Check out me and Mrs Shack getting patriotic

What better way to celebrate a day of Britishness of the Royal wedding of Prince Harry to the bird from suits like smoking up a Brisket?

This particular cut of meat derives from the lower chest or breast of beef and is one of nine primal cuts which differs internationally.  I have learnt the hard way that researching American YouTube videos for tips and advice on cooking brisket has resulted in an overcooked slab of charcoal.  This was due to the fact that I was trying to use US cooking times for an English cut of meat so yo, if I can save you the pain of wasting a wonderful piece of meat then y’welcome.

 Now cattle do not have collar bones, so the brisket cut supports 60% of the body weight requiring a significant amount of connective tissue, so nailing the cooking technique is a must to for he tenderisation process.

For this reason it’s a good idea to go all out and look for good quality beef and actually it’s better to have midsummer if possible as the cows will have had a few months of eating richer spring/summer grass and the beef will have a greater flavour and level of fat running through it.

For this recipe I have used a top quality piece from Sherwood Foods grass fed brisket and trust me for someone who sees himself as a bit of a brisket connoisseur you can most definitely taste a difference.  You can head on down to our good pals at the Riverside Garden Centre who are stocking these bad boys and hey you get to drool over their massive selection of BBQs too!

Now THAT is a piece of meat!

The brisket contains two separate muscles; the ‘flat’ and the ‘point’. The point cut comes to a point at one end (duh). The point cut has a lot of fat running through it, so when you cook it, it comes out nice and juicy.  If you’ve ever had burnt ends these come from the point where the pitmaster chops up the point at the end of the cook and throws them back in in a pan for cubes of deliciousness.

The flat cut is a leaner piece of meat and looks more attractive as it slices up neatly.  It’s this cut of meat which is used to make corned beef.

Now on to the cook…

Unwrap your brisket and pat it dry with some kitchen towel.  This removes any excess moisture.

Put a rubber glove on the hand which you plan to use to touch the meat with and leave your other hand free to pick up condiments.  This helps cross contamination of germs on your food and hell you could be doing your best Michael Jackson impression at the same time.

In this recipe I’ve used Franks hot sauce as a binding agent for the rub, a good coating all over will help the rub stick.  Rub all over with your gloved hand and then get a good thick coat of rub all over.  Don’t forget the sides and make sure you flip it over and coat the bottom.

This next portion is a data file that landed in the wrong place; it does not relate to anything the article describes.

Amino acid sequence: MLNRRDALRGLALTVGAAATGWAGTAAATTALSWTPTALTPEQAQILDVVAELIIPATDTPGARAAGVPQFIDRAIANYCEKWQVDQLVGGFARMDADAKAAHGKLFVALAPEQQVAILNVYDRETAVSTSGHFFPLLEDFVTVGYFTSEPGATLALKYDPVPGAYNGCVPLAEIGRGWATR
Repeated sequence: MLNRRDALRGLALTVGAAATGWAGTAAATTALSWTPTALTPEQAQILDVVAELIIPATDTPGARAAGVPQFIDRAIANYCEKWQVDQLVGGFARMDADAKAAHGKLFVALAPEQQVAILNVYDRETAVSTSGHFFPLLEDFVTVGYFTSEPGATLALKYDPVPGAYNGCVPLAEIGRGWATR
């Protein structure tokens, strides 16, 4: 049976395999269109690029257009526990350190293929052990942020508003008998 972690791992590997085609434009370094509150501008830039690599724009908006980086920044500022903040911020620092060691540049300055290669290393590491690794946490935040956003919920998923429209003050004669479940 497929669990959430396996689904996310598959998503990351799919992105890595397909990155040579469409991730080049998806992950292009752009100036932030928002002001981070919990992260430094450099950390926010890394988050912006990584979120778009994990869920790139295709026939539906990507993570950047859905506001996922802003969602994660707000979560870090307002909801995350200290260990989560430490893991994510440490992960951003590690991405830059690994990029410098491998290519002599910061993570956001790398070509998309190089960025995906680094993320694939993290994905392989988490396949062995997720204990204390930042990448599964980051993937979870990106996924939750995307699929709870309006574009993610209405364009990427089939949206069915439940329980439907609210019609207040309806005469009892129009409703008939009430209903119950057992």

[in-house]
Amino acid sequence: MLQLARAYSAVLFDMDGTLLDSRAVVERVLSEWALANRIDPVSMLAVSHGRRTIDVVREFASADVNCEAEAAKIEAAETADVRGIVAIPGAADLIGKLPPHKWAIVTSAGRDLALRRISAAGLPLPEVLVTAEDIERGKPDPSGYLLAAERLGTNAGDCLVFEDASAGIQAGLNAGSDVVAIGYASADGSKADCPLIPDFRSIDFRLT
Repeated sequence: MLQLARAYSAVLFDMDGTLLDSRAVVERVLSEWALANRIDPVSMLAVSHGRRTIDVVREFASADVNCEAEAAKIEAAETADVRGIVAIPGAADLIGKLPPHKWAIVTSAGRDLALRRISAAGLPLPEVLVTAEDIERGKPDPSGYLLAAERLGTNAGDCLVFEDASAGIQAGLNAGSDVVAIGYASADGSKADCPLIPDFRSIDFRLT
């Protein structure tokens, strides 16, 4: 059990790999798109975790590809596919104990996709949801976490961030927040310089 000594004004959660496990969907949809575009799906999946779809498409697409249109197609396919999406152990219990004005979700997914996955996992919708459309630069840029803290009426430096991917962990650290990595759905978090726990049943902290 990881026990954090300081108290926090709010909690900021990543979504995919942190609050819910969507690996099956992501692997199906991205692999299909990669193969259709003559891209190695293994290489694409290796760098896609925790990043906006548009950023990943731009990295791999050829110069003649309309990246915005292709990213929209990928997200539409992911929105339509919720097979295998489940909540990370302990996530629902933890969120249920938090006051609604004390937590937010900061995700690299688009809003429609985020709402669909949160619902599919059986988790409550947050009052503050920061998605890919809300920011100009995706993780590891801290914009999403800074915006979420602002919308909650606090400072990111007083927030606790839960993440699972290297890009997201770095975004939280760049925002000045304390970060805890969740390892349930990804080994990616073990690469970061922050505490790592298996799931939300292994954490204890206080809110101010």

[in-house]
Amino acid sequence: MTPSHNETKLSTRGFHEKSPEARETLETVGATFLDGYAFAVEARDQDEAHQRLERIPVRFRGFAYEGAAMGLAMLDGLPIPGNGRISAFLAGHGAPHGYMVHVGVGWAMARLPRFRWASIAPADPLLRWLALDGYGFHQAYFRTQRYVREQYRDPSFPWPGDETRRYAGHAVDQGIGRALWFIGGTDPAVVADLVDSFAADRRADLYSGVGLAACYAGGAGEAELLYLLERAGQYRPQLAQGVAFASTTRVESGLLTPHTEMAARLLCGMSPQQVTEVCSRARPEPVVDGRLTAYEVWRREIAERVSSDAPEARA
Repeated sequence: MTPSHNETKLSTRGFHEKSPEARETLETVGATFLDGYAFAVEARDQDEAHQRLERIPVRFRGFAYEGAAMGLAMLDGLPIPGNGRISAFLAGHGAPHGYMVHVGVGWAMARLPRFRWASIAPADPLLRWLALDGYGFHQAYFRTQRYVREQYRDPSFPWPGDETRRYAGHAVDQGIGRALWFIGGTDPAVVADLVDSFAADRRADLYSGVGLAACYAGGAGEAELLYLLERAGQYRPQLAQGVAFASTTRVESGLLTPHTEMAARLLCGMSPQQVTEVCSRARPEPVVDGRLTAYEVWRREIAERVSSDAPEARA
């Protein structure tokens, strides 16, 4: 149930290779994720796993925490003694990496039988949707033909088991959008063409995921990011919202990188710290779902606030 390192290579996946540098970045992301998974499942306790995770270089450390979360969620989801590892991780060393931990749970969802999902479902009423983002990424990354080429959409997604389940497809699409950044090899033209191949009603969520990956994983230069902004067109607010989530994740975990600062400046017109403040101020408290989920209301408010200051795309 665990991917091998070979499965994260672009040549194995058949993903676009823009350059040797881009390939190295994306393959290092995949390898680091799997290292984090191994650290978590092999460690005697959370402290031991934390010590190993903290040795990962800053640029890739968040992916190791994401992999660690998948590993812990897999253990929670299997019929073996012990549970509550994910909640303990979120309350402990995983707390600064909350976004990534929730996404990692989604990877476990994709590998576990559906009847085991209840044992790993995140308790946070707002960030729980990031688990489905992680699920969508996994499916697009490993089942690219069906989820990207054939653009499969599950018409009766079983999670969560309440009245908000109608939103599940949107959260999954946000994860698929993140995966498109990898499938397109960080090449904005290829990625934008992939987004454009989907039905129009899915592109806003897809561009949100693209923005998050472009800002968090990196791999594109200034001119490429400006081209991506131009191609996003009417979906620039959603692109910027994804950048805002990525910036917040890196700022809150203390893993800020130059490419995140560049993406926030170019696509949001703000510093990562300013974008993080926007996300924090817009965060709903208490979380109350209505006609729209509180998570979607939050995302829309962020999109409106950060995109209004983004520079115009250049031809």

getting ready to flip

Pre set your smoker between 130 to 150.  When the heat is consistent and you are producing light blue smoke you’re good to go with getting your brisket on.  Smoking is always an indirect method so there should be no indirect flames.

Now it’s all about the waiting game.  You’re gonna wanna give this hulk of meat at least 5 hours before you even check the internal temperature.  I literally left this to do it’s own magic however you can if you want spritz with apple cider vinegar every hour or so but as I say I didn’t, I just don’t feel like it’s a necessity and increases the cooking time.

At about the 5 hour you’ll encounter what we call “the stall”.  This is where the meat has reached.  There’s a number of theories as to why this occurs but don’t get disheartened or rapidly increase your cooking temperature out of fear – this will land you with dried out meat.  Have faith it will increase eventually!

The brisket needs to reach an internal temperature of 93 – 97.  You need to be able to push the probe through the meat without any resistance.  You are going to want to invest in a good internal thermometer for trickier cuts of meat like this.

I pulled this off at 97 and let it rest for a good hour before slicing.  In the meantime Mrs Shack was busying away with the sides including her Cracking Cornbread, salad and grilled apricots.

Jack and his MIGHTY MEAT
There’s no rules for slicing but try and keep it thin and clean.  If this video doesn’t get you salivating then I don’t know what will!


Brisket Top Tips from Jack

So students, what have we learnt today:

US and UK cuts of brisket are different so make sure you adjust your cooking methods and times according to your cut.

Spend a little extra on a quality cut of meat

The best time to eat brisket is midsummer

No need to “crutch” a brisket- which is to remove when it reaches 70 degrees C and wrap it in tin foil.  Trust me this isn’t necessary and if anything masks the flavour of the beef and stops a proper bark forming.